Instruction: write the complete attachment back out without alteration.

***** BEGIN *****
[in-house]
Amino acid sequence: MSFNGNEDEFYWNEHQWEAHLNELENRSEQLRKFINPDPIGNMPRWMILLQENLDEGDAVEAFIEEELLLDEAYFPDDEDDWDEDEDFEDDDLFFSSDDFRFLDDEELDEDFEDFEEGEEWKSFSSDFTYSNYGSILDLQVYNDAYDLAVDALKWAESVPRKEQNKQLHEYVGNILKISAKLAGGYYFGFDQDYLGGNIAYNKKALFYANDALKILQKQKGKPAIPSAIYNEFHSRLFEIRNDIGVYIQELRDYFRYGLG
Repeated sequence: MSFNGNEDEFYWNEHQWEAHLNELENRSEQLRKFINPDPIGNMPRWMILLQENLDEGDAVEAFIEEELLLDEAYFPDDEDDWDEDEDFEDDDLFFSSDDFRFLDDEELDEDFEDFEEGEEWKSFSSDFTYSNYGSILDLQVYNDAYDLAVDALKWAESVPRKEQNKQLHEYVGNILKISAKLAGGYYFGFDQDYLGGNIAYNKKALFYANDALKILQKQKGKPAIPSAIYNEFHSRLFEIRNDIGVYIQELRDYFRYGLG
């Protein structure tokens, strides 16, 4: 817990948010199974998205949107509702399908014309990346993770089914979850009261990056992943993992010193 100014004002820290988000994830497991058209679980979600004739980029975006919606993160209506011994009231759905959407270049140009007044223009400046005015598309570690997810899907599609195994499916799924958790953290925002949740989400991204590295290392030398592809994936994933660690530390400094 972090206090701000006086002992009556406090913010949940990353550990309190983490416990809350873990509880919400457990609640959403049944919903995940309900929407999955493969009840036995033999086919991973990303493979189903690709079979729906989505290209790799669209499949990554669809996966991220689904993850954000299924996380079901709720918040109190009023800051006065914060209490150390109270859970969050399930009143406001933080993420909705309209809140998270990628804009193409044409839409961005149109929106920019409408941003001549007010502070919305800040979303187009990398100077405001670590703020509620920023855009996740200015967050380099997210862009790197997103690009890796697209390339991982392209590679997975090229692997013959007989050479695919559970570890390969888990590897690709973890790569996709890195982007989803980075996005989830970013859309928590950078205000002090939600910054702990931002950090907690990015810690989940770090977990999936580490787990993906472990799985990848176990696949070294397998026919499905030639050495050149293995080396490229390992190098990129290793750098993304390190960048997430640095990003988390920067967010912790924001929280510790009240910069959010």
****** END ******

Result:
[in-house]
Amino acid sequence: MSFNGNEDEFYWNEHQWEAHLNELENRSEQLRKFINPDPIGNMPRWMILLQENLDEGDAVEAFIEEELLLDEAYFPDDEDDWDEDEDFEDDDLFFSSDDFRFLDDEELDEDFEDFEEGEEWKSFSSDFTYSNYGSILDLQVYNDAYDLAVDALKWAESVPRKEQNKQLHEYVGNILKISAKLAGGYYFGFDQDYLGGNIAYNKKALFYANDALKILQKQKGKPAIPSAIYNEFHSRLFEIRNDIGVYIQELRDYFRYGLG
Repeated sequence: MSFNGNEDEFYWNEHQWEAHLNELENRSEQLRKFINPDPIGNMPRWMILLQENLDEGDAVEAFIEEELLLDEAYFPDDEDDWDEDEDFEDDDLFFSSDDFRFLDDEELDEDFEDFEEGEEWKSFSSDFTYSNYGSILDLQVYNDAYDLAVDALKWAESVPRKEQNKQLHEYVGNILKISAKLAGGYYFGFDQDYLGGNIAYNKKALFYANDALKILQKQKGKPAIPSAIYNEFHSRLFEIRNDIGVYIQELRDYFRYGLG
């Protein structure tokens, strides 16, 4: 817990948010199974998205949107509702399908014309990346993770089914979850009261990056992943993992010193 100014004002820290988000994830497991058209679980979600004739980029975006919606993160209506011994009231759905959407270049140009007044223009400046005015598309570690997810899907599609195994499916799924958790953290925002949740989400991204590295290392030398592809994936994933660690530390400094 972090206090701000006086002992009556406090913010949940990353550990309190983490416990809350873990509880919400457990609640959403049944919903995940309900929407999955493969009840036995033999086919991973990303493979189903690709079979729906989505290209790799669209499949990554669809996966991220689904993850954000299924996380079901709720918040109190009023800051006065914060209490150390109270859970969050399930009143406001933080993420909705309209809140998270990628804009193409044409839409961005149109929106920019409408941003001549007010502070919305800040979303187009990398100077405001670590703020509620920023855009996740200015967050380099997210862009790197997103690009890796697209390339991982392209590679997975090229692997013959007989050479695919559970570890390969888990590897690709973890790569996709890195982007989803980075996005989830970013859309928590950078205000002090939600910054702990931002950090907690990015810690989940770090977990999936580490787990993906472990799985990848176990696949070294397998026919499905030639050495050149293995080396490229390992190098990129290793750098993304390190960048997430640095990003988390920067967010912790924001929280510790009240910069959010």